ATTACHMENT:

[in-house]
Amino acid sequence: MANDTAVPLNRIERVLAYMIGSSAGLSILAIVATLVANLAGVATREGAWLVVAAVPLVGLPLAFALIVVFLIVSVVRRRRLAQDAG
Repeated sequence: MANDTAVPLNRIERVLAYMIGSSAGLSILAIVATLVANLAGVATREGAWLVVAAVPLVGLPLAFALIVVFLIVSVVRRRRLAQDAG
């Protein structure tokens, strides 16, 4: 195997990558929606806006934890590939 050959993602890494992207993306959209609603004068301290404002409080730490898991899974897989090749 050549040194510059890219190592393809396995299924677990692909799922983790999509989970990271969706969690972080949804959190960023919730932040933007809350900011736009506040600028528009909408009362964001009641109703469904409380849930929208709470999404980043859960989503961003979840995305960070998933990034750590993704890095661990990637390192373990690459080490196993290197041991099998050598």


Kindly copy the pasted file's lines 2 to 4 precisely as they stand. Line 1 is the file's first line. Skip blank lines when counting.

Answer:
Amino acid sequence: MANDTAVPLNRIERVLAYMIGSSAGLSILAIVATLVANLAGVATREGAWLVVAAVPLVGLPLAFALIVVFLIVSVVRRRRLAQDAG
Repeated sequence: MANDTAVPLNRIERVLAYMIGSSAGLSILAIVATLVANLAGVATREGAWLVVAAVPLVGLPLAFALIVVFLIVSVVRRRRLAQDAG
């Protein structure tokens, strides 16, 4: 195997990558929606806006934890590939 050959993602890494992207993306959209609603004068301290404002409080730490898991899974897989090749 050549040194510059890219190592393809396995299924677990692909799922983790999509989970990271969706969690972080949804959190960023919730932040933007809350900011736009506040600028528009909408009362964001009641109703469904409380849930929208709470999404980043859960989503961003979840995305960070998933990034750590993704890095661990990637390192373990690459080490196993290197041991099998050598």